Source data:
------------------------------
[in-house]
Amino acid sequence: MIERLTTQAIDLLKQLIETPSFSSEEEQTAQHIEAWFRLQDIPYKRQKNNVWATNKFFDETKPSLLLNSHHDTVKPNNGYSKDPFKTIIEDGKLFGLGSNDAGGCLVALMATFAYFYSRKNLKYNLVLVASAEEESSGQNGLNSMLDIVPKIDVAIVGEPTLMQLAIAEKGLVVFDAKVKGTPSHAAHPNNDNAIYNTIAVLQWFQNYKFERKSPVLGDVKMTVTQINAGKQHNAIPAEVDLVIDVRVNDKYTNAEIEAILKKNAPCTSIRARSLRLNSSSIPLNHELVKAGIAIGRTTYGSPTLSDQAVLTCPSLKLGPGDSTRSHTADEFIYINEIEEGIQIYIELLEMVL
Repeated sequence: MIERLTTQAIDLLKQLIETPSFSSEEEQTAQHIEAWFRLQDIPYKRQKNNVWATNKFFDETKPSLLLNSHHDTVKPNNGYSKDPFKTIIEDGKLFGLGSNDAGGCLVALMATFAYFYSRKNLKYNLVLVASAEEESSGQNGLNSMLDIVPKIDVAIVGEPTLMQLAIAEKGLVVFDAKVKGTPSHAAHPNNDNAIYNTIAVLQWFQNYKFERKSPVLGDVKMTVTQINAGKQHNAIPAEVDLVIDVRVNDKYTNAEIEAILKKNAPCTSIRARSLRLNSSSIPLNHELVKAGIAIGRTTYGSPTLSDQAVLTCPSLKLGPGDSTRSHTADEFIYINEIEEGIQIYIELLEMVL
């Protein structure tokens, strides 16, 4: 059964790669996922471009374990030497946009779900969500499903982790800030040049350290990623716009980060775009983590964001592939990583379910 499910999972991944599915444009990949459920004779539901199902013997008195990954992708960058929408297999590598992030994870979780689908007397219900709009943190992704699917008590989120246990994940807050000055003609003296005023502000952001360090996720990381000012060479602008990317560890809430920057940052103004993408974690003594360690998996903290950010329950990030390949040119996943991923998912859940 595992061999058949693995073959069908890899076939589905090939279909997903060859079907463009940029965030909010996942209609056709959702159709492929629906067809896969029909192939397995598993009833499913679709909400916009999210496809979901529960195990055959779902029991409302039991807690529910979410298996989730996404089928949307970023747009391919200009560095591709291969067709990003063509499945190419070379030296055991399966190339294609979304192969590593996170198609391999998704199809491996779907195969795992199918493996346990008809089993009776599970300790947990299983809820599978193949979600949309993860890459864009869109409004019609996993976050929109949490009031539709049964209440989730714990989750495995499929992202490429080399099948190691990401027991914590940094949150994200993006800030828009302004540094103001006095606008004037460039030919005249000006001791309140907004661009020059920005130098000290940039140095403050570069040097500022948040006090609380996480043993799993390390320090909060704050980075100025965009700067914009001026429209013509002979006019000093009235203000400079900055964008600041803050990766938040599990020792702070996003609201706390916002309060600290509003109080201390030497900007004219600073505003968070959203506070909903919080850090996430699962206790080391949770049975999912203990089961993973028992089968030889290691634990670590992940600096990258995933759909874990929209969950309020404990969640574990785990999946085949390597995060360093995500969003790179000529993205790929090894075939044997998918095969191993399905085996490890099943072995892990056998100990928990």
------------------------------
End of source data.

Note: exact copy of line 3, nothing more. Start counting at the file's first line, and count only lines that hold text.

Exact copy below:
Repeated sequence: MIERLTTQAIDLLKQLIETPSFSSEEEQTAQHIEAWFRLQDIPYKRQKNNVWATNKFFDETKPSLLLNSHHDTVKPNNGYSKDPFKTIIEDGKLFGLGSNDAGGCLVALMATFAYFYSRKNLKYNLVLVASAEEESSGQNGLNSMLDIVPKIDVAIVGEPTLMQLAIAEKGLVVFDAKVKGTPSHAAHPNNDNAIYNTIAVLQWFQNYKFERKSPVLGDVKMTVTQINAGKQHNAIPAEVDLVIDVRVNDKYTNAEIEAILKKNAPCTSIRARSLRLNSSSIPLNHELVKAGIAIGRTTYGSPTLSDQAVLTCPSLKLGPGDSTRSHTADEFIYINEIEEGIQIYIELLEMVL